Counting the Omer Day 1: Chesed of Chesed

chesedWeek One: Chesed

Chesed – literally lovingkindness – is the expansive force in the world. It is the light and the positive. It is love, compassion, caring, nurturing.

Love is the most powerful force in the world, and it takes many forms. Romantic love, the love of parents for children and vice verse; the love of friends. The rabbis were not shy about the power of love – that’s why Shir haShirim, the Song of Songs, is included in the Hebrew Bible. The Song of Songs is one long love poem, and it can be read both on the level of romantic love between a man and a woman, and the spiritual love between God and Israel. It’s no coincidence that we read the Song of Songs in the synagogue on Passover. Passover, “the spring holiday,” is a time of renewal. There’s a saying “love is in the air.” We start the period of the counting of the omer with this beautiful expression of love and chesed. Abraham is the one of our forefathers associated with chesed – he is famed for welcoming strangers into his tent.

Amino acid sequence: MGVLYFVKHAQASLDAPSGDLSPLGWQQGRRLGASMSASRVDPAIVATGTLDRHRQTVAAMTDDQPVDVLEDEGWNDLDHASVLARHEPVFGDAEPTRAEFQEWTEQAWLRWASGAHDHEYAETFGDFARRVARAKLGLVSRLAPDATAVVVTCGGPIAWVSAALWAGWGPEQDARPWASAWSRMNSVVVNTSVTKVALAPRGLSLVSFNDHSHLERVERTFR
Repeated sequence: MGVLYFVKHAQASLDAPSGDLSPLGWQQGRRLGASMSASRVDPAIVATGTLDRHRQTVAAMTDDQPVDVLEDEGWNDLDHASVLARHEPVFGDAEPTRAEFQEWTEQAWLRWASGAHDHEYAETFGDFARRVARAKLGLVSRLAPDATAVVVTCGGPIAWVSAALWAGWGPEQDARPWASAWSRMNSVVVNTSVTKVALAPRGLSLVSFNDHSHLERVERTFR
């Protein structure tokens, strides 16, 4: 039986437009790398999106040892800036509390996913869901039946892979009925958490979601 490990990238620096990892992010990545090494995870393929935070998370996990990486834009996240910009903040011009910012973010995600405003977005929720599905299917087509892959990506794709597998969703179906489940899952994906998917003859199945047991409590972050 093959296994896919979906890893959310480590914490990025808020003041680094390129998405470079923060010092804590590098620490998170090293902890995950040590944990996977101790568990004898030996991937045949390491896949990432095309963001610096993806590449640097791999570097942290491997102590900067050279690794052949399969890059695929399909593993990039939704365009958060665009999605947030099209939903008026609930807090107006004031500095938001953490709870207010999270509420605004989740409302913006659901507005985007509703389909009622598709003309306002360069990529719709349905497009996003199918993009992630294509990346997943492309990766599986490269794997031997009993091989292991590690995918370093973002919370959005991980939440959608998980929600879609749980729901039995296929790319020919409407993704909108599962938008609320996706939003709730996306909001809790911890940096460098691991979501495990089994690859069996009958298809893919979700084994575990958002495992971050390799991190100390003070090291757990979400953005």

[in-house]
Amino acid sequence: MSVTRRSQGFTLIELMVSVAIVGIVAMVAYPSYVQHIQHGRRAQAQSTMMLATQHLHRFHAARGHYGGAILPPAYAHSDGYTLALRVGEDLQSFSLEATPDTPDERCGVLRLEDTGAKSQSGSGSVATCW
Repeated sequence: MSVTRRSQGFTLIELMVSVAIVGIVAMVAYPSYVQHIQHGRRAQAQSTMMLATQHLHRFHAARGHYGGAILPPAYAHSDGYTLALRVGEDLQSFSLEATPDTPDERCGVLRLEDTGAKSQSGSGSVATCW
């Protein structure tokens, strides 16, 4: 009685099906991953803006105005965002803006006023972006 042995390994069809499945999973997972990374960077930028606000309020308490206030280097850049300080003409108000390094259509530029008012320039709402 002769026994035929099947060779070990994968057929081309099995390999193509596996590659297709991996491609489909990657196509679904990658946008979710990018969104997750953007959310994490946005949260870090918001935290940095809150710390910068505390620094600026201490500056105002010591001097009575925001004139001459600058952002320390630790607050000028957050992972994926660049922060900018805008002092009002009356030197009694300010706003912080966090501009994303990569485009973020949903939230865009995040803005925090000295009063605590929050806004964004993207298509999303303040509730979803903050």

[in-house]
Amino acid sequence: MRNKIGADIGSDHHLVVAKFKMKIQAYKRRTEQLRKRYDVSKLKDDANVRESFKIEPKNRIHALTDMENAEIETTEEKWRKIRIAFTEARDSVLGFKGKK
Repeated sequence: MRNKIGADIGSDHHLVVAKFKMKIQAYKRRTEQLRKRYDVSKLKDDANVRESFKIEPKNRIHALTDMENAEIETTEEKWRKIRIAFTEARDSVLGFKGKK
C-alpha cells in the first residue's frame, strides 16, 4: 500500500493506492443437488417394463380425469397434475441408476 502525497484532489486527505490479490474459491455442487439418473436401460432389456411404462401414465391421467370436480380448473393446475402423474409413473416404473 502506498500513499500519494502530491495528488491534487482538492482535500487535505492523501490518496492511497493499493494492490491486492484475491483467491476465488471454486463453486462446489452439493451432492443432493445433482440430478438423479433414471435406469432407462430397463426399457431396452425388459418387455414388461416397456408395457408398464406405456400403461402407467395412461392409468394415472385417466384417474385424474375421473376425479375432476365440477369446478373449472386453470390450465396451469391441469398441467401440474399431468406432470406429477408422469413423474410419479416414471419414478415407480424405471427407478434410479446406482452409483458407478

Day One: Chesed of Chesed

How powerful is your love? How intense? Do you let your love really flow, or is something blocking it?

How expansive is your love? Are you able to include not just your immediate family, your “loved ones,” but others as well? Other Jews? Non-Jews? For us Israelis, does your chesed expand to include Palestinians and African refugees?

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Barry Leff

Rabbi Barry (Baruch) Leff is a dual Israeli-American business executive, teacher, speaker and writer who divides his time between Israel and the US.

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